• Relax. Read that as simply doing nothing. Take time to break the normal schedule and slow the pace so you can reconnect with yourself, your spouse, your family, and God. Most pastors I know have great difficulty just relaxing in God’s presence.
• Refresh. This is engaging in activities that refresh your body, soul and spirit in order to recreate you at your deepest level. Usually these are fun things that pastors skip or limit due to time demands.
• Restore. Ministry can zap your passion as you deal with people, problems and people problems. Periodically, pastors need a break so that God can restore the passion, as well as the pastor’s relationship with Him.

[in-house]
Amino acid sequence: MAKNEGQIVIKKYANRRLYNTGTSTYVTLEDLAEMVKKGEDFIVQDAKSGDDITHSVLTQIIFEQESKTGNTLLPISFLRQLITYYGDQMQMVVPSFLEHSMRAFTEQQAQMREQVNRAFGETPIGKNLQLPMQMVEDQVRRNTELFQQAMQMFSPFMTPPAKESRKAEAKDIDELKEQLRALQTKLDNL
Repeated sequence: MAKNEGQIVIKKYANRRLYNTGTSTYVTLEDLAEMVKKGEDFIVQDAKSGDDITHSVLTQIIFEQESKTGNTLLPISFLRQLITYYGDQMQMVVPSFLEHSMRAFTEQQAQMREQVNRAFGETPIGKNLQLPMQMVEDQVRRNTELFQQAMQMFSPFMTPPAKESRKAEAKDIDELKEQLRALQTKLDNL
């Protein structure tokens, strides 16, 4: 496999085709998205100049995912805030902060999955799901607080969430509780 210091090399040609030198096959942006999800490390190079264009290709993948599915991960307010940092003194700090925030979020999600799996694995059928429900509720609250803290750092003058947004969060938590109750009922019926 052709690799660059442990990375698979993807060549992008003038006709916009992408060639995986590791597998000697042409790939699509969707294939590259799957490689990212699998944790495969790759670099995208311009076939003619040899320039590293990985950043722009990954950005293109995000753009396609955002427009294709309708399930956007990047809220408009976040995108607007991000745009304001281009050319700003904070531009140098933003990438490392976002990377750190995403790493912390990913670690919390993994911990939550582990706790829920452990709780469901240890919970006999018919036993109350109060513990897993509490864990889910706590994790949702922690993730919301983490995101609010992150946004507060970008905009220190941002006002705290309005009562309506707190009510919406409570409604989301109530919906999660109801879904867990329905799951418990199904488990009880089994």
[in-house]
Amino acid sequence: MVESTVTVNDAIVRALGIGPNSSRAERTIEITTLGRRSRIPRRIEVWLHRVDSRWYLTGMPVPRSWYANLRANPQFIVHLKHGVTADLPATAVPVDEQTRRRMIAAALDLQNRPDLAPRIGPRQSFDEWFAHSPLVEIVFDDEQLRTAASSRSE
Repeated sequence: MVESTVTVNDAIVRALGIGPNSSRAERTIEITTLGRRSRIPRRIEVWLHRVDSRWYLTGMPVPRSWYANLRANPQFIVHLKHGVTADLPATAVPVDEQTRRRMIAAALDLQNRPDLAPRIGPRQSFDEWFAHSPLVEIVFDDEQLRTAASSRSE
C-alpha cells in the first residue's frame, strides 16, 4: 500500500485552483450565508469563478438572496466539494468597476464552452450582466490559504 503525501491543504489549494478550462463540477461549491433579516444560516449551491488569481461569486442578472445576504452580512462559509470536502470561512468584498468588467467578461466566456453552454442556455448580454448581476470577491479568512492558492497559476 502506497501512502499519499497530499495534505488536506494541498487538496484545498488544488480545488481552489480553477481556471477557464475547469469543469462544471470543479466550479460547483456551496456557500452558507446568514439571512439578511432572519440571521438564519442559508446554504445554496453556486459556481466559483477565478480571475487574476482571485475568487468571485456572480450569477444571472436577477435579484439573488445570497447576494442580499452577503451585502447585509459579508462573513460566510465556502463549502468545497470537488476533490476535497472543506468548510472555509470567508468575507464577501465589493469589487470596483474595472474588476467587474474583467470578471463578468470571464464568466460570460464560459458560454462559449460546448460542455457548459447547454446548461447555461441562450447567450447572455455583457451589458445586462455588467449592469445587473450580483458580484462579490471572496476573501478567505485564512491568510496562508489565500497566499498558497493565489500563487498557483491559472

• Revision. This can include spending time with a mentor or someone else who speaks into your life and does a little meddling. Journaling about personal discoveries can also be helpful.
• ReEngage. Resist the temptation to simply jump back in at the end of the sabbatical. Have a plan that allows you to ease back into responsibilities over a couple of weeks. If you lack this plan, your freshly recharged battery will drain quickly.
Most pastors overload a sabbatical with too much doing and pack it too full. I think part of this is to assuage the false guilt of taking a sabbatical. When I finished the second draft of my sabbatical plan, I had a couple of my mentors look at it. They said my plan involved too much. I had to eliminate several things before they would approve it.